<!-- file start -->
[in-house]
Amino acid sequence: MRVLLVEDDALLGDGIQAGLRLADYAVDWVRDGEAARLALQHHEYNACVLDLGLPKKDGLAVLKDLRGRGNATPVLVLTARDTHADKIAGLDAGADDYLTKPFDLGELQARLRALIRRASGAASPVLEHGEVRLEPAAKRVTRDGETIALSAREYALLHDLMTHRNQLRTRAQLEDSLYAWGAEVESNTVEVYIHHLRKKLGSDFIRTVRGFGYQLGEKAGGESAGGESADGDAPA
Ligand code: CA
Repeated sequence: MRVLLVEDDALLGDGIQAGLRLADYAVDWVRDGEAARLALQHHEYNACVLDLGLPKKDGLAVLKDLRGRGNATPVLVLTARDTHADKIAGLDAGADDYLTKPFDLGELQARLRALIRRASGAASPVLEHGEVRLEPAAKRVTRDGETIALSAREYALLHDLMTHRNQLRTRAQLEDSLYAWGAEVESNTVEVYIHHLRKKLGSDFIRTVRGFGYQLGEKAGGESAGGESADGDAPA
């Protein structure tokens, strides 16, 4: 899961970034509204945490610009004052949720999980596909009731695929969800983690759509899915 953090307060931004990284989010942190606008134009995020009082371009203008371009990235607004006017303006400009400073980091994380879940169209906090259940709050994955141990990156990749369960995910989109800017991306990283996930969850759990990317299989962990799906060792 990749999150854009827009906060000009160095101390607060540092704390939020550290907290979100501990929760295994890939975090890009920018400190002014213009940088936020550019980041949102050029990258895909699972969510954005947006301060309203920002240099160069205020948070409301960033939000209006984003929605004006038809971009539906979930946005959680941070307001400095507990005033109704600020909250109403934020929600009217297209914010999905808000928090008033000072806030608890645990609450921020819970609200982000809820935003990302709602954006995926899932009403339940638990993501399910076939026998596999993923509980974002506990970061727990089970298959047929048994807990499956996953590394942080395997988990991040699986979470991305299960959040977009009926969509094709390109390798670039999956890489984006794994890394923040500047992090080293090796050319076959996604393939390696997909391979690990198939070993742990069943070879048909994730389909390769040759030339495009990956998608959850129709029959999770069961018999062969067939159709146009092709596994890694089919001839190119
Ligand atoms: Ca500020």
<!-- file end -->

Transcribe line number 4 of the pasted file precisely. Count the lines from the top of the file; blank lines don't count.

Repeated sequence: MRVLLVEDDALLGDGIQAGLRLADYAVDWVRDGEAARLALQHHEYNACVLDLGLPKKDGLAVLKDLRGRGNATPVLVLTARDTHADKIAGLDAGADDYLTKPFDLGELQARLRALIRRASGAASPVLEHGEVRLEPAAKRVTRDGETIALSAREYALLHDLMTHRNQLRTRAQLEDSLYAWGAEVESNTVEVYIHHLRKKLGSDFIRTVRGFGYQLGEKAGGESAGGESADGDAPA